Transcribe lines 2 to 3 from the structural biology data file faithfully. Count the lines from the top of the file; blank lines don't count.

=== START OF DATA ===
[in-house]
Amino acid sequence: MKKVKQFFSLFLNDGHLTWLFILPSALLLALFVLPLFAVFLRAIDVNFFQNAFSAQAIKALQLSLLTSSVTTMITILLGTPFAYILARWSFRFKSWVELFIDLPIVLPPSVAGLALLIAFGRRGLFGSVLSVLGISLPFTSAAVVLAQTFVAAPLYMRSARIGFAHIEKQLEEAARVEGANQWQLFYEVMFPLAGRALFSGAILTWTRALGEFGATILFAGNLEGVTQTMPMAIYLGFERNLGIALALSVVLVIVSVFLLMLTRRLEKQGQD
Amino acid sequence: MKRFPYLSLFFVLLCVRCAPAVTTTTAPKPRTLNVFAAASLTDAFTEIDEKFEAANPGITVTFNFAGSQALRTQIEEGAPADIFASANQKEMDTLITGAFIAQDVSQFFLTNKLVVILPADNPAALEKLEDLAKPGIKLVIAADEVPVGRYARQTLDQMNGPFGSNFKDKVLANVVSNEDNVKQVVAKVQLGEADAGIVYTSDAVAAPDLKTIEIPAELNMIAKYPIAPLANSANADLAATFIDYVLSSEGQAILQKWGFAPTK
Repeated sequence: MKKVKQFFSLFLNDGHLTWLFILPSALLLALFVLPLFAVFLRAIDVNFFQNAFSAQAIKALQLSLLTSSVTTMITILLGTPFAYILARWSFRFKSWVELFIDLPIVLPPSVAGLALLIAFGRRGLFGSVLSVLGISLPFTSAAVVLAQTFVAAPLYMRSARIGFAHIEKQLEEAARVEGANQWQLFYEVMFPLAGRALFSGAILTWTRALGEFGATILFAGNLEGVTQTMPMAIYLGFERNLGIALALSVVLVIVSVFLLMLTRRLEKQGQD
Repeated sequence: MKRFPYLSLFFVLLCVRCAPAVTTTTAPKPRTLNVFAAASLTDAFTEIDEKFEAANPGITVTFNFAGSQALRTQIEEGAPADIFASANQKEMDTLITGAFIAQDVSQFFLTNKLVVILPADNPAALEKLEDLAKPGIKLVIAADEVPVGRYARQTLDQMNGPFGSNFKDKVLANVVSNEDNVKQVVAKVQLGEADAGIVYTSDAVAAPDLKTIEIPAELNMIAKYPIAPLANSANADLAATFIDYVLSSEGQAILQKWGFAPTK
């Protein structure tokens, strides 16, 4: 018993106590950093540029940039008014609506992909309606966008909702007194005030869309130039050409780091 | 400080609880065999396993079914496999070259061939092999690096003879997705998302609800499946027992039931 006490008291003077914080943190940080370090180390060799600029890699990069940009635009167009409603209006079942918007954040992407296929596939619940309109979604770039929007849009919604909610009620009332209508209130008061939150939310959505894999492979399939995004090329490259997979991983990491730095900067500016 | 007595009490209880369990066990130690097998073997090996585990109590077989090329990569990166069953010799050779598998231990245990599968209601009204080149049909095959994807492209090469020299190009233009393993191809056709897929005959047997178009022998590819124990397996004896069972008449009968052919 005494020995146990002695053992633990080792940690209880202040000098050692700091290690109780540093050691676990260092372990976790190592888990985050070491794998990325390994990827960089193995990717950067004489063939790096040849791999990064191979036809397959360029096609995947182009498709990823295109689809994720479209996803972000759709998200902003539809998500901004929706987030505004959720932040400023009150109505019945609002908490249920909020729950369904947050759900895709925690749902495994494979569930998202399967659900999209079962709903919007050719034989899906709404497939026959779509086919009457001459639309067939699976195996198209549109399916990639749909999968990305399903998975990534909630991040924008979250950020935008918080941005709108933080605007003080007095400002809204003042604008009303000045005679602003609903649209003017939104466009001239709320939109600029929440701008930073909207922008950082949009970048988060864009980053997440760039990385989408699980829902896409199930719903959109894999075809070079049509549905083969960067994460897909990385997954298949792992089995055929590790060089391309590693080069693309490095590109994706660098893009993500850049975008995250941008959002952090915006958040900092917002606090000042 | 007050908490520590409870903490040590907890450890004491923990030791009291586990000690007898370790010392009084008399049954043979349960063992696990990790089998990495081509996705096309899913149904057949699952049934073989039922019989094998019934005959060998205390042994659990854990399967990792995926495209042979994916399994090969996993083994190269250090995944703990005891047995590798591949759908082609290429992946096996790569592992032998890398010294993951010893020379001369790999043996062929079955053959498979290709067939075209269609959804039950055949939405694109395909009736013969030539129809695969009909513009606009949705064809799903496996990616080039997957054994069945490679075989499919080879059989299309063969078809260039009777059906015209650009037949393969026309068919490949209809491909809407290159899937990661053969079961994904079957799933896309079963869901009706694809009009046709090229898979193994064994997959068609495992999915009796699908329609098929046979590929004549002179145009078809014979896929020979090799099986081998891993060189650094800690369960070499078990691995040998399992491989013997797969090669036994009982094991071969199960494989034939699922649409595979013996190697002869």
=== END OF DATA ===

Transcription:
Amino acid sequence: MKKVKQFFSLFLNDGHLTWLFILPSALLLALFVLPLFAVFLRAIDVNFFQNAFSAQAIKALQLSLLTSSVTTMITILLGTPFAYILARWSFRFKSWVELFIDLPIVLPPSVAGLALLIAFGRRGLFGSVLSVLGISLPFTSAAVVLAQTFVAAPLYMRSARIGFAHIEKQLEEAARVEGANQWQLFYEVMFPLAGRALFSGAILTWTRALGEFGATILFAGNLEGVTQTMPMAIYLGFERNLGIALALSVVLVIVSVFLLMLTRRLEKQGQD
Amino acid sequence: MKRFPYLSLFFVLLCVRCAPAVTTTTAPKPRTLNVFAAASLTDAFTEIDEKFEAANPGITVTFNFAGSQALRTQIEEGAPADIFASANQKEMDTLITGAFIAQDVSQFFLTNKLVVILPADNPAALEKLEDLAKPGIKLVIAADEVPVGRYARQTLDQMNGPFGSNFKDKVLANVVSNEDNVKQVVAKVQLGEADAGIVYTSDAVAAPDLKTIEIPAELNMIAKYPIAPLANSANADLAATFIDYVLSSEGQAILQKWGFAPTK